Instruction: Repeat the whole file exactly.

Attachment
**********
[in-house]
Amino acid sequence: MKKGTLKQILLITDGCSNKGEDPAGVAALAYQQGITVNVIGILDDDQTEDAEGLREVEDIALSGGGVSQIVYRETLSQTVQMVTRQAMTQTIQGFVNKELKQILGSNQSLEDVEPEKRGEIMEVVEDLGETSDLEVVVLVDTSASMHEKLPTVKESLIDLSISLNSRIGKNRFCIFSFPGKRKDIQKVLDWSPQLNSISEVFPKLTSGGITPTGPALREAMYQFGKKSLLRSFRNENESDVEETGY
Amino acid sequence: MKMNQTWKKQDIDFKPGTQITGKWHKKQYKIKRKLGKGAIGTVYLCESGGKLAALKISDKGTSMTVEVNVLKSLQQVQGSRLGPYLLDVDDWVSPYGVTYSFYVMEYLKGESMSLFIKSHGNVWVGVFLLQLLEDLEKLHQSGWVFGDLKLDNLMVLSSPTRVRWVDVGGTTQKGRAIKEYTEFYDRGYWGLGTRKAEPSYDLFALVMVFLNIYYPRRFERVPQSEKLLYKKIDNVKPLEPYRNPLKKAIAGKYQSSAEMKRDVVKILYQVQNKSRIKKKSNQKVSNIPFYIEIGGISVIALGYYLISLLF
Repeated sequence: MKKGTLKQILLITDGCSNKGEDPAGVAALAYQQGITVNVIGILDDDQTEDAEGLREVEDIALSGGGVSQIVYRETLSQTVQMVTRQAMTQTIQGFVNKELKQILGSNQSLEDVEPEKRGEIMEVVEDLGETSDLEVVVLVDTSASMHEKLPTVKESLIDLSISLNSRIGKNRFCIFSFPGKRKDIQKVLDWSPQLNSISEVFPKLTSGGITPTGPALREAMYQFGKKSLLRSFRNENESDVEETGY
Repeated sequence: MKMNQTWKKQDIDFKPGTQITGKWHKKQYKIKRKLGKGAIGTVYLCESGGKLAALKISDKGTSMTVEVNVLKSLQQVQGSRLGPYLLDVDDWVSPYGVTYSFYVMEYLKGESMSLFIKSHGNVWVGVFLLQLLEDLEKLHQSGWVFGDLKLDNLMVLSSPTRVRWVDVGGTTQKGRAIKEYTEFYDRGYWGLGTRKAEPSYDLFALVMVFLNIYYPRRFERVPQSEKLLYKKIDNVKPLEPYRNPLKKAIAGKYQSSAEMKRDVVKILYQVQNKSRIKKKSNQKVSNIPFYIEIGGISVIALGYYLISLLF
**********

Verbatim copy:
[in-house]
Amino acid sequence: MKKGTLKQILLITDGCSNKGEDPAGVAALAYQQGITVNVIGILDDDQTEDAEGLREVEDIALSGGGVSQIVYRETLSQTVQMVTRQAMTQTIQGFVNKELKQILGSNQSLEDVEPEKRGEIMEVVEDLGETSDLEVVVLVDTSASMHEKLPTVKESLIDLSISLNSRIGKNRFCIFSFPGKRKDIQKVLDWSPQLNSISEVFPKLTSGGITPTGPALREAMYQFGKKSLLRSFRNENESDVEETGY
Amino acid sequence: MKMNQTWKKQDIDFKPGTQITGKWHKKQYKIKRKLGKGAIGTVYLCESGGKLAALKISDKGTSMTVEVNVLKSLQQVQGSRLGPYLLDVDDWVSPYGVTYSFYVMEYLKGESMSLFIKSHGNVWVGVFLLQLLEDLEKLHQSGWVFGDLKLDNLMVLSSPTRVRWVDVGGTTQKGRAIKEYTEFYDRGYWGLGTRKAEPSYDLFALVMVFLNIYYPRRFERVPQSEKLLYKKIDNVKPLEPYRNPLKKAIAGKYQSSAEMKRDVVKILYQVQNKSRIKKKSNQKVSNIPFYIEIGGISVIALGYYLISLLF
Repeated sequence: MKKGTLKQILLITDGCSNKGEDPAGVAALAYQQGITVNVIGILDDDQTEDAEGLREVEDIALSGGGVSQIVYRETLSQTVQMVTRQAMTQTIQGFVNKELKQILGSNQSLEDVEPEKRGEIMEVVEDLGETSDLEVVVLVDTSASMHEKLPTVKESLIDLSISLNSRIGKNRFCIFSFPGKRKDIQKVLDWSPQLNSISEVFPKLTSGGITPTGPALREAMYQFGKKSLLRSFRNENESDVEETGY
Repeated sequence: MKMNQTWKKQDIDFKPGTQITGKWHKKQYKIKRKLGKGAIGTVYLCESGGKLAALKISDKGTSMTVEVNVLKSLQQVQGSRLGPYLLDVDDWVSPYGVTYSFYVMEYLKGESMSLFIKSHGNVWVGVFLLQLLEDLEKLHQSGWVFGDLKLDNLMVLSSPTRVRWVDVGGTTQKGRAIKEYTEFYDRGYWGLGTRKAEPSYDLFALVMVFLNIYYPRRFERVPQSEKLLYKKIDNVKPLEPYRNPLKKAIAGKYQSSAEMKRDVVKILYQVQNKSRIKKKSNQKVSNIPFYIEIGGISVIALGYYLISLLF